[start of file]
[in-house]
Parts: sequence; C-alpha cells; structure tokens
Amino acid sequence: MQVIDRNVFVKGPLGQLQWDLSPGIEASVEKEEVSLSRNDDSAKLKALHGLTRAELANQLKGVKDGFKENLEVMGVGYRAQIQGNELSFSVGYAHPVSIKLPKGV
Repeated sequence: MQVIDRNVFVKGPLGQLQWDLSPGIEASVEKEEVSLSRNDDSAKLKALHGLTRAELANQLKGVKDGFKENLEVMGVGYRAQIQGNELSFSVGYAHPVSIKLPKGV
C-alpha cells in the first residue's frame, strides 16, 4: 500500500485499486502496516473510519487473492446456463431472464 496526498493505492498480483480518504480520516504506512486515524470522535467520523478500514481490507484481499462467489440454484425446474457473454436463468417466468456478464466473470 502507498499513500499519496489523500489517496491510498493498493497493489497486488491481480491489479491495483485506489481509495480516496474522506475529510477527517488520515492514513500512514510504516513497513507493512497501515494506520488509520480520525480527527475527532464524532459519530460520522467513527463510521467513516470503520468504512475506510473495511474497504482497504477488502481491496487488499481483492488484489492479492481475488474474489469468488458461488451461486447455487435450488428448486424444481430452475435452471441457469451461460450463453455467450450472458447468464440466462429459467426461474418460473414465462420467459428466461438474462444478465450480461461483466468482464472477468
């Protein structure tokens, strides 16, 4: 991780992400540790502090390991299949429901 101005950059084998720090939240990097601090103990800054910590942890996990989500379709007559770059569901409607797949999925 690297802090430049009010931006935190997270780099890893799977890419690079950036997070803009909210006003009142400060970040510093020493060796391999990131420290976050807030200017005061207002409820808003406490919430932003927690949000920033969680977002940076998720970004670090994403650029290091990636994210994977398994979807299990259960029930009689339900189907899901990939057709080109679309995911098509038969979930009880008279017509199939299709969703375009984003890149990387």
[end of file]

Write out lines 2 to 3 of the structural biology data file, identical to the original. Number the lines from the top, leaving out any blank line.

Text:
Parts: sequence; C-alpha cells; structure tokens
Amino acid sequence: MQVIDRNVFVKGPLGQLQWDLSPGIEASVEKEEVSLSRNDDSAKLKALHGLTRAELANQLKGVKDGFKENLEVMGVGYRAQIQGNELSFSVGYAHPVSIKLPKGV